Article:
The Canadian dollar fell for the first time in five days as crude oil, the country’s largest export, fell along with commodities and equities as sentiment turned against riskier assets.
The currency weakened from a one-month high as oil and the Standard & Poor’s/TSX Composite Index (SPTSX) of Canadian stocks had their biggest loss on a closing basis in a month. It rose earlier after a report yesterday showed sales in May increased 1.9 percent, almost double the highest forecast in a Bloomberg survey of 20 economists, which had a median projection of 0.4 percent. The Bank of Canada sold two-year debt at a yield of 1.230 percent.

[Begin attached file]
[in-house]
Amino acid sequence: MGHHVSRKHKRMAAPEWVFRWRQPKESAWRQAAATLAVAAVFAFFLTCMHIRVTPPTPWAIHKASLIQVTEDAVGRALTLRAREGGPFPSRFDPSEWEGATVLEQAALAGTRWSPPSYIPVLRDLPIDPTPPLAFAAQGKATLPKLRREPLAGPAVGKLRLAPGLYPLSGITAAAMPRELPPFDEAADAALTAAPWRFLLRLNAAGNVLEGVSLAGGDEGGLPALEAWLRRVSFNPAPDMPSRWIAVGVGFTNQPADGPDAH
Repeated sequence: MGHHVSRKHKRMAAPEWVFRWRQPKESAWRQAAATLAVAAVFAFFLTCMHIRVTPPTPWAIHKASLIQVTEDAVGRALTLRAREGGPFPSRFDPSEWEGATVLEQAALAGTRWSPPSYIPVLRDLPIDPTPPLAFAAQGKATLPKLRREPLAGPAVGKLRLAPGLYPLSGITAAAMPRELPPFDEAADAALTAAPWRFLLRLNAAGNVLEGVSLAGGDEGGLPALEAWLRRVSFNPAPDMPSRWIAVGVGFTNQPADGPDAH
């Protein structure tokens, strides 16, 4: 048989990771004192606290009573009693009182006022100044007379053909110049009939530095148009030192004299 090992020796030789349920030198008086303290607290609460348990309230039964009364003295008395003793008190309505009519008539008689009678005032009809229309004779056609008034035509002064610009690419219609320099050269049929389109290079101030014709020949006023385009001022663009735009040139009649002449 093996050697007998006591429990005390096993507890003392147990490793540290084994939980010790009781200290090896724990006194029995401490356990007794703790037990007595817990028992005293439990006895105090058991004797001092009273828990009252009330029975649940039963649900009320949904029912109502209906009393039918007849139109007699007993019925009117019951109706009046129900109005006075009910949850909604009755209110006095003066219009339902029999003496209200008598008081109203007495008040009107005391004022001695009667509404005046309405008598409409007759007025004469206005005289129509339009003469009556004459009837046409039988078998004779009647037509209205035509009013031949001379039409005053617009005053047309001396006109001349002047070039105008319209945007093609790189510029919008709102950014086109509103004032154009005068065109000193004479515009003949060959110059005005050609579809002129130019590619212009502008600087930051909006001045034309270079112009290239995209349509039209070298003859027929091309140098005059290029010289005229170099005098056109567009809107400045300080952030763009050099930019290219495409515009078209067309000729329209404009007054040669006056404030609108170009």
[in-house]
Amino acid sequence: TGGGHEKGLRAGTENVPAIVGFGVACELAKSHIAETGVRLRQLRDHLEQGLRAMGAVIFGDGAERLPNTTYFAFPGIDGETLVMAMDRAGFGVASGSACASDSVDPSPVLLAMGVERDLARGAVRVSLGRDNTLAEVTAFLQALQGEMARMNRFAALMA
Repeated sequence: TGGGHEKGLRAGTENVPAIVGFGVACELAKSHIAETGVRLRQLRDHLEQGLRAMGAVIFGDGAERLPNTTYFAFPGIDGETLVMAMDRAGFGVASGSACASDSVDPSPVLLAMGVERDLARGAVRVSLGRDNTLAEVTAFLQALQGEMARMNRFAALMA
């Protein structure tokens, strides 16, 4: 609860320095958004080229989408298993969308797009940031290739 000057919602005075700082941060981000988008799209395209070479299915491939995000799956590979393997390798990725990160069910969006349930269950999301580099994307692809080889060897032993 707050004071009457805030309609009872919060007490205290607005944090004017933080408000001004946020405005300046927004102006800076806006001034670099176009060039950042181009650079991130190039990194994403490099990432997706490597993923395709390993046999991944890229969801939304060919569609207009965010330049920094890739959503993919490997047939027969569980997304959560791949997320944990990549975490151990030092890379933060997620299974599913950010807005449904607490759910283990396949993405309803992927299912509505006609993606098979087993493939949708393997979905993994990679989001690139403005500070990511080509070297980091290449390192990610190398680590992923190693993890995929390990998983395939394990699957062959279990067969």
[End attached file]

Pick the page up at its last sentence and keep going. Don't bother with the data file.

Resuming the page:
“Some of the real fast money had gotten short dollar/CAD and short on a couple of other axes too, and with equities selling off, with bonds selling off, with sovereigns in Europe selling off people just liquidated those short-term positions,” said Greg Anderson, head of global foreign-exchange strategy at Bank of Montreal. “We just put in the bottom in dollar/CAD and I’d be long dollars and short CAD here.” A short position is a bet that an asset will decline in value.
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